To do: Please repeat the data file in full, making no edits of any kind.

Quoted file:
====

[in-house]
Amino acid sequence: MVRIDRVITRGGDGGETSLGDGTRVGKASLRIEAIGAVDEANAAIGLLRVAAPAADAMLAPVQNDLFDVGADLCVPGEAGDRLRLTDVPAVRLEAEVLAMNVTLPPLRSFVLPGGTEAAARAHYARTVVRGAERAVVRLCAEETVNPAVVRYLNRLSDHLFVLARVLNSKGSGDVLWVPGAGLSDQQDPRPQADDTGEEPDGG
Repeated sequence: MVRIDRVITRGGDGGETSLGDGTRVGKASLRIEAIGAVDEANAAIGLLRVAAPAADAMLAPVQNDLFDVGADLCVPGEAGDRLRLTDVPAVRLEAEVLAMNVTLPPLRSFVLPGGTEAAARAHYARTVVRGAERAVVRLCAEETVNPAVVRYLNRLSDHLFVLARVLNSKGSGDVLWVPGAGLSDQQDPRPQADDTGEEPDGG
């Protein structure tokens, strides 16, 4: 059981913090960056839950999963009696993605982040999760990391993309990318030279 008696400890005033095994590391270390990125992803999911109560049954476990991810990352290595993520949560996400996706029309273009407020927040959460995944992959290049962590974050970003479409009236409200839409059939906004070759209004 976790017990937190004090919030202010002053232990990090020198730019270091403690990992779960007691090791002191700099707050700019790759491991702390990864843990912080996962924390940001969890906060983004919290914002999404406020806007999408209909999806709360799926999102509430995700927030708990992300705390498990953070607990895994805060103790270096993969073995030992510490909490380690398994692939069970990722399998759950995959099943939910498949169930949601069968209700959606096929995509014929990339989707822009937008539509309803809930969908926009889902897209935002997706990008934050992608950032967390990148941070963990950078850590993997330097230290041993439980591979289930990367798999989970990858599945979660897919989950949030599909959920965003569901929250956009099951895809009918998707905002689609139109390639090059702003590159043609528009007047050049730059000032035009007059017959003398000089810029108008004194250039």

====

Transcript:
[in-house]
Amino acid sequence: MVRIDRVITRGGDGGETSLGDGTRVGKASLRIEAIGAVDEANAAIGLLRVAAPAADAMLAPVQNDLFDVGADLCVPGEAGDRLRLTDVPAVRLEAEVLAMNVTLPPLRSFVLPGGTEAAARAHYARTVVRGAERAVVRLCAEETVNPAVVRYLNRLSDHLFVLARVLNSKGSGDVLWVPGAGLSDQQDPRPQADDTGEEPDGG
Repeated sequence: MVRIDRVITRGGDGGETSLGDGTRVGKASLRIEAIGAVDEANAAIGLLRVAAPAADAMLAPVQNDLFDVGADLCVPGEAGDRLRLTDVPAVRLEAEVLAMNVTLPPLRSFVLPGGTEAAARAHYARTVVRGAERAVVRLCAEETVNPAVVRYLNRLSDHLFVLARVLNSKGSGDVLWVPGAGLSDQQDPRPQADDTGEEPDGG
């Protein structure tokens, strides 16, 4: 059981913090960056839950999963009696993605982040999760990391993309990318030279 008696400890005033095994590391270390990125992803999911109560049954476990991810990352290595993520949560996400996706029309273009407020927040959460995944992959290049962590974050970003479409009236409200839409059939906004070759209004 976790017990937190004090919030202010002053232990990090020198730019270091403690990992779960007691090791002191700099707050700019790759491991702390990864843990912080996962924390940001969890906060983004919290914002999404406020806007999408209909999806709360799926999102509430995700927030708990992300705390498990953070607990895994805060103790270096993969073995030992510490909490380690398994692939069970990722399998759950995959099943939910498949169930949601069968209700959606096929995509014929990339989707822009937008539509309803809930969908926009889902897209935002997706990008934050992608950032967390990148941070963990950078850590993997330097230290041993439980591979289930990367798999989970990858599945979660897919989950949030599909959920965003569901929250956009099951895809009918998707905002689609139109390639090059702003590159043609528009007047050049730059000032035009007059017959003398000089810029108008004194250039």